Pain in Parkinson's disease: the lived experience

Twomey, Doireann, Stuart, Samuel and Baker, Katherine (2018) Pain in Parkinson's disease: the lived experience. International Journal of Therapy and Rehabilitation, 25 (6). pp. 301-308. ISSN 1741-1645

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Official URL: http://dx.doi.org/10.12968/ijtr.2018.25.6.301

Abstract

Introduction:
Pain is common in people with Parkinson’s and reported as one of the most troublesome symptoms. However, pain is under-reported and under prioritised by health-care professionals. Previous research has highlighted the prevalence and presentation of pain, but the experience of living with Parkinson’s and pain is unclear. This study aimed to develop a greater understanding of living with pain and Parkinson’s in order to guide future clinical practice.

Methods:
A qualitative study using interpretative phenomenological analysis was done to capture the personal experience of living with pain in a group of people with Parkinson’s. Four people with Parkinson’s who had experienced pain for at least two months were interviewed in their own home. Ethical approval was granted by the Faculty of Health and Life Sciences ethics committee, Northumbria University.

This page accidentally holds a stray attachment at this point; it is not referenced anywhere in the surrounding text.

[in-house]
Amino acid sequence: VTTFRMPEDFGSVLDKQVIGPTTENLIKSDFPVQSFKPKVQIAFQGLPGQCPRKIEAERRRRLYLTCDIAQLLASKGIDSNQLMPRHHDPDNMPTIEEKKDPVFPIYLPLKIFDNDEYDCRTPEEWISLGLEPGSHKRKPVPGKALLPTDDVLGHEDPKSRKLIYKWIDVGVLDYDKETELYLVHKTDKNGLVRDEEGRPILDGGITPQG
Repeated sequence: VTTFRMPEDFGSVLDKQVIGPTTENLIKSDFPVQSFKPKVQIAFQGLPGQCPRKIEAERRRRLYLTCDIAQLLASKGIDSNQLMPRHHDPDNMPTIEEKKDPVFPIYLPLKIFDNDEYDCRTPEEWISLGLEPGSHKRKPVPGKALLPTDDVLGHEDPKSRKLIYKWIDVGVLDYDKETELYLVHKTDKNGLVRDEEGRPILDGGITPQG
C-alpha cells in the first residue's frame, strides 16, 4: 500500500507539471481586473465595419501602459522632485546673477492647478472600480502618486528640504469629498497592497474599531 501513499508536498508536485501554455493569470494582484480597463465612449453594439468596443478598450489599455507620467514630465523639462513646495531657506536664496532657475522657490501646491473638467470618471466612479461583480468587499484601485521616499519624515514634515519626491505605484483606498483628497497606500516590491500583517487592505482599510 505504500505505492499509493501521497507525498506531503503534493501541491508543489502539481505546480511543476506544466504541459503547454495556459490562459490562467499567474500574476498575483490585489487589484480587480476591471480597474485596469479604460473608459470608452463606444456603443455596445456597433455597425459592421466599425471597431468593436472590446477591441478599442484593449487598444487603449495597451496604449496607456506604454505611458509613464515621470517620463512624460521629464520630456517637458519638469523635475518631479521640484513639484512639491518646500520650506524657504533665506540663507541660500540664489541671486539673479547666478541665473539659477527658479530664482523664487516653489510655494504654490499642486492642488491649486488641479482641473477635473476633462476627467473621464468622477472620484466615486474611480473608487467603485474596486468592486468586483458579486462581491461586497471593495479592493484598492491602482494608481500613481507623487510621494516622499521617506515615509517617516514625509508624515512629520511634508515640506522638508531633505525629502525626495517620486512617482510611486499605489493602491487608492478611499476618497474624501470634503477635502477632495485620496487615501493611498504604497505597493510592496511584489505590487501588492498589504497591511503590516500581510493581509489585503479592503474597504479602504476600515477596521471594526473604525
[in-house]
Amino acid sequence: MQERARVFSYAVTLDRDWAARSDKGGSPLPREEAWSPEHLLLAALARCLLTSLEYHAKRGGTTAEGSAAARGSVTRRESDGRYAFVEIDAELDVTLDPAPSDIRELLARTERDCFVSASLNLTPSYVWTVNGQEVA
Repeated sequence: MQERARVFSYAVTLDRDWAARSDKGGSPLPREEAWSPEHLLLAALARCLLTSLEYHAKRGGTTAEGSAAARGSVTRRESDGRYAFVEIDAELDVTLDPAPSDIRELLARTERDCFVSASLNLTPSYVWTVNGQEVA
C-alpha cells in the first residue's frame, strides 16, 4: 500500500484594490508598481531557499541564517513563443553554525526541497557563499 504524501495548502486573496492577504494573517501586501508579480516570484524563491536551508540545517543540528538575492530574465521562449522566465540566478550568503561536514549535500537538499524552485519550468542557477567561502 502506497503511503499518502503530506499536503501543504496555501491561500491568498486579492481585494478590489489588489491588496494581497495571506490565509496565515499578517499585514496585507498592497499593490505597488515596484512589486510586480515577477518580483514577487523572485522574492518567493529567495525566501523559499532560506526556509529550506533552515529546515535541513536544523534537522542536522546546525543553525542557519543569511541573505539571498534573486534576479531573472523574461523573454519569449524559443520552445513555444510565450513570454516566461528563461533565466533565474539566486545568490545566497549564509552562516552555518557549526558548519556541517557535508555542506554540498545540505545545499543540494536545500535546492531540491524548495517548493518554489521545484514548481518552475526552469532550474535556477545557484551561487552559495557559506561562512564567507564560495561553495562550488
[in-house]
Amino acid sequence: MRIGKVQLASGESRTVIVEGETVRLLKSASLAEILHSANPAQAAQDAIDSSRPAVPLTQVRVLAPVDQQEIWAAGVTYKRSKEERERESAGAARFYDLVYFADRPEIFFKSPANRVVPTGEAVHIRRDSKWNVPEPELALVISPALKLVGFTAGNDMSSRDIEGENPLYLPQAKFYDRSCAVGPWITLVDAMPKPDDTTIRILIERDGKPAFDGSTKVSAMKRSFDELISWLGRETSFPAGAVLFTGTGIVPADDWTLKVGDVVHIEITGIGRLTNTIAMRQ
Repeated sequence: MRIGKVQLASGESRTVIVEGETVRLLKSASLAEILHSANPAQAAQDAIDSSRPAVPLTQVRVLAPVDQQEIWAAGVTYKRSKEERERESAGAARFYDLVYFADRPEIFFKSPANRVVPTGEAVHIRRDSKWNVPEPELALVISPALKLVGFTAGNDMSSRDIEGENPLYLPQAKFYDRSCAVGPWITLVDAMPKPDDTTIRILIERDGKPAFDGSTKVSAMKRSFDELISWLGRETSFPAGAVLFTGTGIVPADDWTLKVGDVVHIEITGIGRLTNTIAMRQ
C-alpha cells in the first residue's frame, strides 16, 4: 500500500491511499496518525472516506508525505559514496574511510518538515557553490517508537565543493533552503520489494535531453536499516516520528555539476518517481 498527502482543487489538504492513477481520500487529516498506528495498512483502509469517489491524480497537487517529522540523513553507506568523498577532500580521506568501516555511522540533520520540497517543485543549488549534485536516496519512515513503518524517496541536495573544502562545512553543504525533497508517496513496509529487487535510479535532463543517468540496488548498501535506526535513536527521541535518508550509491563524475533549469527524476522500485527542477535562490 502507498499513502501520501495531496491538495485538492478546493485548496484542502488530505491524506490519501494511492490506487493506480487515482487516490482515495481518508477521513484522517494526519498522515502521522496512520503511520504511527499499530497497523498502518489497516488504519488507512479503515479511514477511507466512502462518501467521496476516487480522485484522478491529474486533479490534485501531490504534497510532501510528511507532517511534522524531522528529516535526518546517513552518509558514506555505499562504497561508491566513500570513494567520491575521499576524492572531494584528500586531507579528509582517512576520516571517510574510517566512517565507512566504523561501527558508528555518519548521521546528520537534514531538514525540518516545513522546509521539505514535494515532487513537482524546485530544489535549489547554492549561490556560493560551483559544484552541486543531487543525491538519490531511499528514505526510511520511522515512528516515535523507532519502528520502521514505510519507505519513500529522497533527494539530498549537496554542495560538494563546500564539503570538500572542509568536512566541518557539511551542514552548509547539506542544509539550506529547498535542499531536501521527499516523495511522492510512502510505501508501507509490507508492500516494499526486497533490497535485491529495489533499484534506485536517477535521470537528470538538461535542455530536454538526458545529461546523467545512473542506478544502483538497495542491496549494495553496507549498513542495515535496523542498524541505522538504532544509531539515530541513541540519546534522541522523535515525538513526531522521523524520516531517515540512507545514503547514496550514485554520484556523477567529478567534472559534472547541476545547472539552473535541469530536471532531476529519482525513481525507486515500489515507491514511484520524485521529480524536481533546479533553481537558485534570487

Results:
Three master themes emerged from the interviews; psychological impact of pain, social impact of pain and disconnect between the professional and patient. It was clear that coping mechanisms differed between the participants and this was related to the amount of negative feeling towards their pain and Parkinson’s more generally. Some of the participants had found strategies to help manage the pain but none of these had been advised by a health professional and indeed a strong theme amongst all participants was the lack of attention to their pain during health care encounters.

Discussion:
The findings show the significant impact pain had on all aspects of the participant’s life and how pain further complicates the ability to manage the motor symptoms of Parkinson’s. The study also highlights the perception of people with Parkinson’s that pain, psychological and social well being were not discussed in interactions with health professionals.

Conclusions:
Awareness needs to be raised of the impact of pain on people with Parkinson’s in order to foster a more holistic approach to supporting them.

Item Type: Article
Uncontrolled Keywords: Parkinson’s disease, Pain, Interviews, Patient centred care
Subjects: A300 Clinical Medicine
Department: Faculties > Health and Life Sciences > Sport, Exercise and Rehabilitation
Depositing User: Paul Burns
Date Deposited: 04 Jun 2018 13:09
Last Modified: 11 Dec 2018 03:30
URI: http://nrl.northumbria.ac.uk/id/eprint/34465

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